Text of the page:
Excerpt: 'In Berlin: Day and Night in 1929' by Franz Hessel
Lesser Ury, Berlin Street with Hackney Carriages in the Rain, 1925
From The Suspect:
Walking slowly down bustling streets is a particular pleasure. Awash in the haste of others, it’s a dip in the surf. But my dear fellow citizens of Berlin don’t make it easy, no matter how nimbly you weave out of their way. I always catch wary glances when I try to play the flâneur among the industrious. I believe they take me for a pick-pocket.
The swift, firm big-city girls with their insatiably open mouths become indignant when my gaze settles at length on their sailing shoulders and floating cheeks. It’s not as if they had anything at all against being looked at. But the slow-motion gaze of the harmless observer unnerves them. They notice that with mine, there’s nothing “behind!” it.
No, there’s nothing behind it. I’d like to linger at first sight. I’d like to capture or recover the first sight of the city in which I live …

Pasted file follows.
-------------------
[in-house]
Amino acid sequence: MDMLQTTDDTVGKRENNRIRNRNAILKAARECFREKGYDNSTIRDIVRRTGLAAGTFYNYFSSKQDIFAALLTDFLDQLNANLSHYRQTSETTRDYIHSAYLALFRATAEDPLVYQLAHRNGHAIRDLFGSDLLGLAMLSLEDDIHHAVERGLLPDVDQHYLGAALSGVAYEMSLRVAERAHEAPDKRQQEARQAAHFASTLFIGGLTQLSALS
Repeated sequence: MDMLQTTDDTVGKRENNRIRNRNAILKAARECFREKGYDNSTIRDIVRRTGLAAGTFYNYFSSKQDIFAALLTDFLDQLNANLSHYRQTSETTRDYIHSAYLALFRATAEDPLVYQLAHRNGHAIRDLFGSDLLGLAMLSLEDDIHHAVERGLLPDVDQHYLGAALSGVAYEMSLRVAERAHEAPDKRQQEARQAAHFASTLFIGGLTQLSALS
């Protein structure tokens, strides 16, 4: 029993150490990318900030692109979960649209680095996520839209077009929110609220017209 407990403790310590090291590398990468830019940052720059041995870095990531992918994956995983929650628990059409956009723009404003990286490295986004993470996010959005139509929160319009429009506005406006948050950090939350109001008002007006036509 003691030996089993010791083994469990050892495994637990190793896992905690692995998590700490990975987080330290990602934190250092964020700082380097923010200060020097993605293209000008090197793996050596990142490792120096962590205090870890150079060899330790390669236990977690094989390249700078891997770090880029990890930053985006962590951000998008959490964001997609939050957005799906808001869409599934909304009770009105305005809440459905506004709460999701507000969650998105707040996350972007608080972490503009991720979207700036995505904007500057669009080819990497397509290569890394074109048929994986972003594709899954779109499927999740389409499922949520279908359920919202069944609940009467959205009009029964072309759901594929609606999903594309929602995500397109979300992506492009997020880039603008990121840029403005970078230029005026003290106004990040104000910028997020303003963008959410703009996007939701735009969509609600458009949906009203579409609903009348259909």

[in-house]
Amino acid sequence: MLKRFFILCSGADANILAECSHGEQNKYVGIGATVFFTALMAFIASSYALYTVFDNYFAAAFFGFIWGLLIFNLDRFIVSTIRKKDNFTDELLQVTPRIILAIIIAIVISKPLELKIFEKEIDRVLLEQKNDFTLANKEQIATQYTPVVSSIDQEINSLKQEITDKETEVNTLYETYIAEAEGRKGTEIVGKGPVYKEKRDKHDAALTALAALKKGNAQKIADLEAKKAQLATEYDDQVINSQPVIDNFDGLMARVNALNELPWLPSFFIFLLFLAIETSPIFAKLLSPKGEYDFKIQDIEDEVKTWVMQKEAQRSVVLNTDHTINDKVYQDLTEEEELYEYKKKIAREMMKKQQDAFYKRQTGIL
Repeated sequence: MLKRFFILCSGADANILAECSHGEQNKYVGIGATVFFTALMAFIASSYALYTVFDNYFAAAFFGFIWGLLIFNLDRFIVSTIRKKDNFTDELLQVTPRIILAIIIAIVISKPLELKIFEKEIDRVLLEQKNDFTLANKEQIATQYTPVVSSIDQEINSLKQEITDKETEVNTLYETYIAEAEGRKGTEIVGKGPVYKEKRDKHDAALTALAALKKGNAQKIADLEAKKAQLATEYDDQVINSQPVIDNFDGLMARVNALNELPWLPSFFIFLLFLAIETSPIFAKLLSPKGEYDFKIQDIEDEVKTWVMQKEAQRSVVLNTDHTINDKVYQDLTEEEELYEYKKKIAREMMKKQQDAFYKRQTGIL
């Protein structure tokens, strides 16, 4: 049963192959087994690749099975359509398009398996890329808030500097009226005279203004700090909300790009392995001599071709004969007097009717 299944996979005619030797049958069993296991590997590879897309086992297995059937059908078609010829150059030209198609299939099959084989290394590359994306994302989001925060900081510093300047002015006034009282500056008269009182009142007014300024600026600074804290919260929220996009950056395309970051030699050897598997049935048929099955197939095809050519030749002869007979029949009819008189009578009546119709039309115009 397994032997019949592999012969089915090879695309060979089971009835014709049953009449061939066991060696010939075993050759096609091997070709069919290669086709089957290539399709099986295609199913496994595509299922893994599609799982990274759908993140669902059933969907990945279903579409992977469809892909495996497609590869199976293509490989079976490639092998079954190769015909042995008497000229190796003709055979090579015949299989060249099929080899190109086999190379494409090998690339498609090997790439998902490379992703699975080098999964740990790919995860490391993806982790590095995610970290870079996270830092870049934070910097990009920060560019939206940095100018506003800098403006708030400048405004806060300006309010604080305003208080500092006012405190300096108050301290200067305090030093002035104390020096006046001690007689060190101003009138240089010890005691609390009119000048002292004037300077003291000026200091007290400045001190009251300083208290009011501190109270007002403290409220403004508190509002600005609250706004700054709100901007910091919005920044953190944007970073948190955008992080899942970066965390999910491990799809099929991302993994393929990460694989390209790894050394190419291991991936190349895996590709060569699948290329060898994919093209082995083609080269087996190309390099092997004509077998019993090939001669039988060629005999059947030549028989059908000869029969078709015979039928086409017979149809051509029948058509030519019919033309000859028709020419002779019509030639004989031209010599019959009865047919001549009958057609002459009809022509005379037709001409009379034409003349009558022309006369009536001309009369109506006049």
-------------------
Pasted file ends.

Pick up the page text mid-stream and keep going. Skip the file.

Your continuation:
In the quieter outlying districts, incidentally, I’m no less of a spectacle. There, in the northern part, is a square with a wooden scaffolding, the skeleton of a market, and right beside it, the widow Kohlmann’s general merchandise shop, which also has rags; and above the bundles of wastepaper, bed- steads, and pelts, on the slatted veranda of her shop, there are pots of geraniums. Geraniums, pulsing red in a sluggish gray world, which I’m compelled to gaze into for a long time. The widow gives me the evil eye. She doesn’t have the nerve to complain, maybe she thinks I’m an inspector; something’s amiss with her papers for all one knows. But I mean well with her, I’d like to ask her about her business and her views on life. Now she sees I’m finally going across the way, where the cross-street starts, to stare at the backs of the children’s knees as they play at hitting a ball against the wall. Long-legged girls, enchanting to watch. They hurl the ball back by turns with their hands, heads, and chests, twisting as they do so, and the hollows of their knees seem to be the center and origin of their motions. I feel the merchandise-widow craning her neck behind me. Will she notify the law about the kind of fellow I am? Suspicious role of the observer!